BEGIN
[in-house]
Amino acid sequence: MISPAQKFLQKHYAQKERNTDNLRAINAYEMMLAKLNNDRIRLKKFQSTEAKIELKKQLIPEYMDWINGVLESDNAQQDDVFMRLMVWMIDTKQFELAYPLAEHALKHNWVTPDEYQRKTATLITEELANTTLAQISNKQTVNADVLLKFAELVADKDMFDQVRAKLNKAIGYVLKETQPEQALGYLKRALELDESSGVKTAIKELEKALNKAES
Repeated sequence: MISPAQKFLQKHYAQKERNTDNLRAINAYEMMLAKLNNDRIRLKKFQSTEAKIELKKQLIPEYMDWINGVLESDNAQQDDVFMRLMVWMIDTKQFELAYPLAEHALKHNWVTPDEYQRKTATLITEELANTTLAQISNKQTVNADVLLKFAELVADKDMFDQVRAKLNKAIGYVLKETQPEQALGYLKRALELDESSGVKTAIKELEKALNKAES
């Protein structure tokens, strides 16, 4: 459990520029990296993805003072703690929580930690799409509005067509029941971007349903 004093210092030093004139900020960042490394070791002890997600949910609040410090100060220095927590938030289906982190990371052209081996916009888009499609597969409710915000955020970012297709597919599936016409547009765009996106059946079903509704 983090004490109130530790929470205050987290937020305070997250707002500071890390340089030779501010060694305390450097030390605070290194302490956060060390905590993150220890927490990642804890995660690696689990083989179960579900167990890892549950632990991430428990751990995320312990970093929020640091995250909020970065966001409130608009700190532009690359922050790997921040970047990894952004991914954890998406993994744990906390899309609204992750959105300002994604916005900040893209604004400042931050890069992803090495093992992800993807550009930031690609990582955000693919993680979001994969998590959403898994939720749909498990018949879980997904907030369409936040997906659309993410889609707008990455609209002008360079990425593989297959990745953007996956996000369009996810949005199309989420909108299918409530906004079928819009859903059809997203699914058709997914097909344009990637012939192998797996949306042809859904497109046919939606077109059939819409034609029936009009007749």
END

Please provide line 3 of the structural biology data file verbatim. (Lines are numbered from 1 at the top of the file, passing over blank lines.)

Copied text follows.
Repeated sequence: MISPAQKFLQKHYAQKERNTDNLRAINAYEMMLAKLNNDRIRLKKFQSTEAKIELKKQLIPEYMDWINGVLESDNAQQDDVFMRLMVWMIDTKQFELAYPLAEHALKHNWVTPDEYQRKTATLITEELANTTLAQISNKQTVNADVLLKFAELVADKDMFDQVRAKLNKAIGYVLKETQPEQALGYLKRALELDESSGVKTAIKELEKALNKAES